January 5, 2016 weblog
Heads up display for safe cycling makes CES appearance
Garmin, the navigation tech company, has taken advantage of this year's CES in Las Vegas to announce Varia Vision, an in-sight display. Garmin has been known for its GPS navigation and wireless devices and applications; this new product should be of interest to Garmin fans wanting to add another level of safety in their bicycle treks, including daily rides in big-city traffic.
"We have a vision for a safer riding environment for every cyclist. A world where cyclists can keep their focus up while staying aware of their stats and surroundings."
The video was published Tuesday, talking about the answers to a cyclist's dream of getting home in one piece. "I have this vision of keeping my focus forward." "I have this vision of fewer close calls on my commute."
The rider will be able to find the next turn or stay aware of cars approaching from behind.
In the mix are performance alerts (vibration alerts), smart notifications, ride data and turn-by-turn directions. You can swipe to change the screen even if wearing gloves.
This is described by its makers as an in-sight display that helps enhance cyclists' road awareness by putting information in their line of sight.
A rearview radar system with Varia Vision can warn the person of traffic approaching from behind ("You can also pair it with the $200 Varia rearview radar system to receive alerts of traffic approaching from behind, up to 140m away," said Abhimanyu Ghoshal in The Next Web).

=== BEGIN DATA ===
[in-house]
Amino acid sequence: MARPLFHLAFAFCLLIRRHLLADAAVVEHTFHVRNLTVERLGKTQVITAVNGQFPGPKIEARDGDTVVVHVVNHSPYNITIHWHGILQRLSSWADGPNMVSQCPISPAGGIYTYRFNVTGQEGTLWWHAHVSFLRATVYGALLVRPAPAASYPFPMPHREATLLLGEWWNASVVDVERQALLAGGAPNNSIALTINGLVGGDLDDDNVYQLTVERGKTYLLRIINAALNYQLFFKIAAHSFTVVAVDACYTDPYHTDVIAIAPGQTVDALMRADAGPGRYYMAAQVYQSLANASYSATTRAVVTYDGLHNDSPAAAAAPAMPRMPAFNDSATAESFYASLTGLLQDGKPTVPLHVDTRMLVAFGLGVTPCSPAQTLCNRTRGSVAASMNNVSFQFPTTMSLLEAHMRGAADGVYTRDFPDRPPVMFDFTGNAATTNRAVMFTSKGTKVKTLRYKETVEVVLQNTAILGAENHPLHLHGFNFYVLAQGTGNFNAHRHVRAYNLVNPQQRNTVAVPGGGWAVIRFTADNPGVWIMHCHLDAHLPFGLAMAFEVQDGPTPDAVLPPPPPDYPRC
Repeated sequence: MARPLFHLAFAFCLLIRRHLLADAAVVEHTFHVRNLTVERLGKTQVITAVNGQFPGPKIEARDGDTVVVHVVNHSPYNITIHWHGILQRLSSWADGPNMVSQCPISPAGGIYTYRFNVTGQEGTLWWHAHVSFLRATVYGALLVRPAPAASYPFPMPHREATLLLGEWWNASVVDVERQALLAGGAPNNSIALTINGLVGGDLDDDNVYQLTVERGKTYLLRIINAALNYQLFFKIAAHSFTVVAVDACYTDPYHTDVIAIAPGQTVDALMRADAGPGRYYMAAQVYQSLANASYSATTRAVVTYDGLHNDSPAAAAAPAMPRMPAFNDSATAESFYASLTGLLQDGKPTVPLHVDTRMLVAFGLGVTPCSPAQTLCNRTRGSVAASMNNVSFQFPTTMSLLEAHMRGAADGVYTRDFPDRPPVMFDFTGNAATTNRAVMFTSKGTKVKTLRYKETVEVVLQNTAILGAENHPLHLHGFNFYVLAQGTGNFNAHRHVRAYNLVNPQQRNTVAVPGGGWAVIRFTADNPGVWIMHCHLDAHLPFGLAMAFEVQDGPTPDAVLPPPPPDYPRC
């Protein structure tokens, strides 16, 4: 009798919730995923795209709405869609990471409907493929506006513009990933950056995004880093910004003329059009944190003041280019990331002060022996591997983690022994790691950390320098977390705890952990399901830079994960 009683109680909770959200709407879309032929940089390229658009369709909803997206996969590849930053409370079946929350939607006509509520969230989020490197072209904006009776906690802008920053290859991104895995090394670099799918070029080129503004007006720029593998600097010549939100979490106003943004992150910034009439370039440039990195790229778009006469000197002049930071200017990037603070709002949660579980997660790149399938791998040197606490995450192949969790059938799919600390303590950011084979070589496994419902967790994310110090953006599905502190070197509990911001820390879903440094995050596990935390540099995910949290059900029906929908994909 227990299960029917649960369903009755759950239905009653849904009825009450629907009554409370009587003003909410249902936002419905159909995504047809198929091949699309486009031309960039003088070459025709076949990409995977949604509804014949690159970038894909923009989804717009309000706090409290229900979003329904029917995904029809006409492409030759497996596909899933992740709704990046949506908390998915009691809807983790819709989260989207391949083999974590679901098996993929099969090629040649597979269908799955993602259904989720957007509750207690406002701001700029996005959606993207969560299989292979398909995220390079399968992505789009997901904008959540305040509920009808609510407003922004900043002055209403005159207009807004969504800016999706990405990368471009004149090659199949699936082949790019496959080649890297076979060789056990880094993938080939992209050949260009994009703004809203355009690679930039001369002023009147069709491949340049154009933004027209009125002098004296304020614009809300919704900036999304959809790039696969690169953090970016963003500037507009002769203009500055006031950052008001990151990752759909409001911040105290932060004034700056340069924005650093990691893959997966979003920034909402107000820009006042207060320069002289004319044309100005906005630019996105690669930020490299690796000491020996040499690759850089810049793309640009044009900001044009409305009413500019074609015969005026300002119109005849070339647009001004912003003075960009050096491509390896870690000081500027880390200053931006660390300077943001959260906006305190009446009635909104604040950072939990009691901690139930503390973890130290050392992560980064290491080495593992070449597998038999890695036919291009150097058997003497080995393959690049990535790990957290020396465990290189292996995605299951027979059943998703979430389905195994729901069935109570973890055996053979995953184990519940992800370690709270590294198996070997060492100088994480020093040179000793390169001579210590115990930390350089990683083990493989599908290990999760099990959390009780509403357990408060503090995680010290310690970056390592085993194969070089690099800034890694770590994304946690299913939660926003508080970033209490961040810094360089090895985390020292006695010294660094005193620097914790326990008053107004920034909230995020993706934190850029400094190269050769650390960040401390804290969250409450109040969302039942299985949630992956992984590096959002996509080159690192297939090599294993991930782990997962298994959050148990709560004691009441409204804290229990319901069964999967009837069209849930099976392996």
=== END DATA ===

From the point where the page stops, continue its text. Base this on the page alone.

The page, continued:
The device mounts to either side of your existing sunglasses. Dimensions are given as 2.4" x 0.77" x 0.78" (60.0 mm x 19.7 mm x 19.8 mm).
Battery life is eight hours; the device weighs approximately one ounce The company release said that an integrated ambient light sensor and color display ensure readability in all conditions.
Varia Vision in-sight display will begin shipping in Q1 and is available for $399.99.
Julian Spector at CityLab said with the product, the cyclist's sunglasses can be transformed into "a livestream of useful—and potentially life-saving—information."
In January last year, interestingly, Garmin announced it acquired the assets of iKubu, a designer of computer vision and radar systems for cycling.
"iKubu has found a way to implement short-range radar into a low-power system that addresses a common concern among cyclists – identifying potential hazards that are approaching them from behind," said Cliff Pemble, Garmin's president and CEO. "We are delighted to add this technology to the Garmin portfolio."
"Of course," said Spector, "there's another technology that lets bicyclists see what's coming up behind them. It's called a mirror."
© 2016 Tech Xplore